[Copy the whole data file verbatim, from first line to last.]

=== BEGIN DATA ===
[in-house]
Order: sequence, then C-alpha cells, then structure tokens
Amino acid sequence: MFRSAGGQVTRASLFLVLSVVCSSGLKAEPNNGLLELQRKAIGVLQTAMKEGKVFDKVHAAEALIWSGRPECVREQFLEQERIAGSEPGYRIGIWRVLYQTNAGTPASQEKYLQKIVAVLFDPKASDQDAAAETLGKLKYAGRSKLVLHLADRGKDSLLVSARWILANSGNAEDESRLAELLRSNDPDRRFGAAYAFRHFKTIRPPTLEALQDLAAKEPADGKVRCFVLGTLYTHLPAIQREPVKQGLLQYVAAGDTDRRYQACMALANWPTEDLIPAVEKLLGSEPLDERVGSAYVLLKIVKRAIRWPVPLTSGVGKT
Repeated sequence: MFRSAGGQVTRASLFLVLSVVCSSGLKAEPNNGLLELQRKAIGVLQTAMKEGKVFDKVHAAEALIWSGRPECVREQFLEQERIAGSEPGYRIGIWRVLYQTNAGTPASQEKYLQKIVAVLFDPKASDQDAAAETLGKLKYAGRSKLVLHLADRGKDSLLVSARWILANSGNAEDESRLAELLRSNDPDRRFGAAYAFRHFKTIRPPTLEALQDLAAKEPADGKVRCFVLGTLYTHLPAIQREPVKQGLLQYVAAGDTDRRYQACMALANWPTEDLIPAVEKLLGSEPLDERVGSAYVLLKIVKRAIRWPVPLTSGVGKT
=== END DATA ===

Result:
[in-house]
Order: sequence, then C-alpha cells, then structure tokens
Amino acid sequence: MFRSAGGQVTRASLFLVLSVVCSSGLKAEPNNGLLELQRKAIGVLQTAMKEGKVFDKVHAAEALIWSGRPECVREQFLEQERIAGSEPGYRIGIWRVLYQTNAGTPASQEKYLQKIVAVLFDPKASDQDAAAETLGKLKYAGRSKLVLHLADRGKDSLLVSARWILANSGNAEDESRLAELLRSNDPDRRFGAAYAFRHFKTIRPPTLEALQDLAAKEPADGKVRCFVLGTLYTHLPAIQREPVKQGLLQYVAAGDTDRRYQACMALANWPTEDLIPAVEKLLGSEPLDERVGSAYVLLKIVKRAIRWPVPLTSGVGKT
Repeated sequence: MFRSAGGQVTRASLFLVLSVVCSSGLKAEPNNGLLELQRKAIGVLQTAMKEGKVFDKVHAAEALIWSGRPECVREQFLEQERIAGSEPGYRIGIWRVLYQTNAGTPASQEKYLQKIVAVLFDPKASDQDAAAETLGKLKYAGRSKLVLHLADRGKDSLLVSARWILANSGNAEDESRLAELLRSNDPDRRFGAAYAFRHFKTIRPPTLEALQDLAAKEPADGKVRCFVLGTLYTHLPAIQREPVKQGLLQYVAAGDTDRRYQACMALANWPTEDLIPAVEKLLGSEPLDERVGSAYVLLKIVKRAIRWPVPLTSGVGKT